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Evaluating the risk of SARS-CoV-2 transmission to bats in the context of wildlife research, rehabilitation, and control

April 20, 2022

Preventing wildlife disease outbreaks is a priority for natural resource agencies, and management decisions can be urgent, especially in epidemic circumstances. With the emergence of SARS-CoV-2, wildlife agencies were concerned whether the activities they authorize might increase the risk of viral transmission from humans to North American bats, but had a limited amount of time in which to make decisions. We describe how decision analysis provides a powerful framework to analyze and reanalyze complex natural resource management problems as knowledge evolves. Coupled with expert judgment and avenues for the rapid release of information, risk assessment can provide timely scientific information for evolving decisions. In April 2020, the first rapid risk assessment was conducted to evaluate the risk of transmission of SARS-CoV-2 from humans to North American bats. Based on the best available information and relying heavily on expert judgment, the risk assessment found a small possibility of transmission during summer work activities. Following that assessment, additional knowledge and data emerged, such as bat viral challenge studies, that further elucidated the risks of human-to-bat transmission and culminated in a second risk assessment in the fall of 2020. We updated the first SARS-CoV-2 risk assessment with new management alternatives and new estimates of little brown bat (Myotis lucifugus) susceptibility, using findings from the fall 2020 assessment and other empirical studies. We found that new knowledge led to an 88% decrease in the median number of bats estimated to be infected per 1,000 encountered when compared to earlier results. The use of facemasks during, or a negative COVID-19 test or vaccination prior to, bat encounters further reduced those risks. Using a combination of decision analysis, expert judgment, rapid risk assessment, and efficient modes of information distribution, we provided timely science-based support to decision makers for summer bat work in North America.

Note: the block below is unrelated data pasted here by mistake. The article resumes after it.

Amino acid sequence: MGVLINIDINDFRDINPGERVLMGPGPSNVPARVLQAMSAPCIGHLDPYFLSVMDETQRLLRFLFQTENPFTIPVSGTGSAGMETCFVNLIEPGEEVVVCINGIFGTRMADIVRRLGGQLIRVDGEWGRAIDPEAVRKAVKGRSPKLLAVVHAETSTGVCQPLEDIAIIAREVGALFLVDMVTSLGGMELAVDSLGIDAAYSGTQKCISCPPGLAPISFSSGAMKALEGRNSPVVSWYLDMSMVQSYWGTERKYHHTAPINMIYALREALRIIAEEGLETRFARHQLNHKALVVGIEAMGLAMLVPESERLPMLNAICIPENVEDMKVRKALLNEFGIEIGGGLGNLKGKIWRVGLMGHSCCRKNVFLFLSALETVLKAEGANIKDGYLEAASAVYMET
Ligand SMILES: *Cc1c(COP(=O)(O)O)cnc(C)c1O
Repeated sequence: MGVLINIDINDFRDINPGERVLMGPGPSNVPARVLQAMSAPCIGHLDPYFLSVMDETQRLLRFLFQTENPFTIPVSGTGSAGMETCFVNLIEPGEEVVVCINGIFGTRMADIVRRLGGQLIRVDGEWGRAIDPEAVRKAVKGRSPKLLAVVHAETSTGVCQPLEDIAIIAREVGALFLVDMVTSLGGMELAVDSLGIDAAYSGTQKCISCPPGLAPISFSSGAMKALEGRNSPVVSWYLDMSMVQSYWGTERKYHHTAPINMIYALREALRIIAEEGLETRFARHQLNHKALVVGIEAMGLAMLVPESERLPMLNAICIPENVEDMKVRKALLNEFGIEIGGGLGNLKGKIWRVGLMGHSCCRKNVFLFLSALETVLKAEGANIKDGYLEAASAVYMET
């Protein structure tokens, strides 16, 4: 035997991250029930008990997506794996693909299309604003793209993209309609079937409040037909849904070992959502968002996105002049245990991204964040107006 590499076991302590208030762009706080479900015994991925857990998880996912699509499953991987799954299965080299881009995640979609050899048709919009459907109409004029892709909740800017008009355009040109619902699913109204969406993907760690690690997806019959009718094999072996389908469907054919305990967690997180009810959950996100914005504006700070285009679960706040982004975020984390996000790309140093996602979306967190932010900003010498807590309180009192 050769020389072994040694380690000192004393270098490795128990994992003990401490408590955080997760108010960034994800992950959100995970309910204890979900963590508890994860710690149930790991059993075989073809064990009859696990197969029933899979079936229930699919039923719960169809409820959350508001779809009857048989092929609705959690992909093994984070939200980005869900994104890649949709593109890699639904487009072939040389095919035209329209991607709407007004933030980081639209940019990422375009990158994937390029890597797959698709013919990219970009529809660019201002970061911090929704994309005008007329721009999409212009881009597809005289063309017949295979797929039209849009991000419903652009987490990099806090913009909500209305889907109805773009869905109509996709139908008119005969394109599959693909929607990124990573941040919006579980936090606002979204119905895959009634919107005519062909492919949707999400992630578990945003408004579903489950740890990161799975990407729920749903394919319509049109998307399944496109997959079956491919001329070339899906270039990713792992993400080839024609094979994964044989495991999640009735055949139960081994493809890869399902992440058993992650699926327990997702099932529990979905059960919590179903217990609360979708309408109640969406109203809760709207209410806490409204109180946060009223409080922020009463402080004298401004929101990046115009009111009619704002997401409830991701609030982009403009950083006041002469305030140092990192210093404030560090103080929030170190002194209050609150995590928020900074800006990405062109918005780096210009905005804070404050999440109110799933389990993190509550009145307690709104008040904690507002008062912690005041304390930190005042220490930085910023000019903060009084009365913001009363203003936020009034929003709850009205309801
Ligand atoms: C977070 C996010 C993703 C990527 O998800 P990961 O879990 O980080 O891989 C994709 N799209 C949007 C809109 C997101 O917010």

Publication Year 2022
Title Evaluating the risk of SARS-CoV-2 transmission to bats in the context of wildlife research, rehabilitation, and control
DOI 10.1002/wsb.1262
Authors Jonathan D. Cook, Evan H. Campbell Grant, Jeremy T. H. Coleman, Jonathan M. Sleeman, Michael C. Runge
Publication Type Article
Publication Subtype Journal Article
Series Title Wildlife Society Bulletin
Index ID 70231336
Record Source USGS Publications Warehouse
USGS Organization National Wildlife Health Center; Patuxent Wildlife Research Center; Eastern Ecological Science Center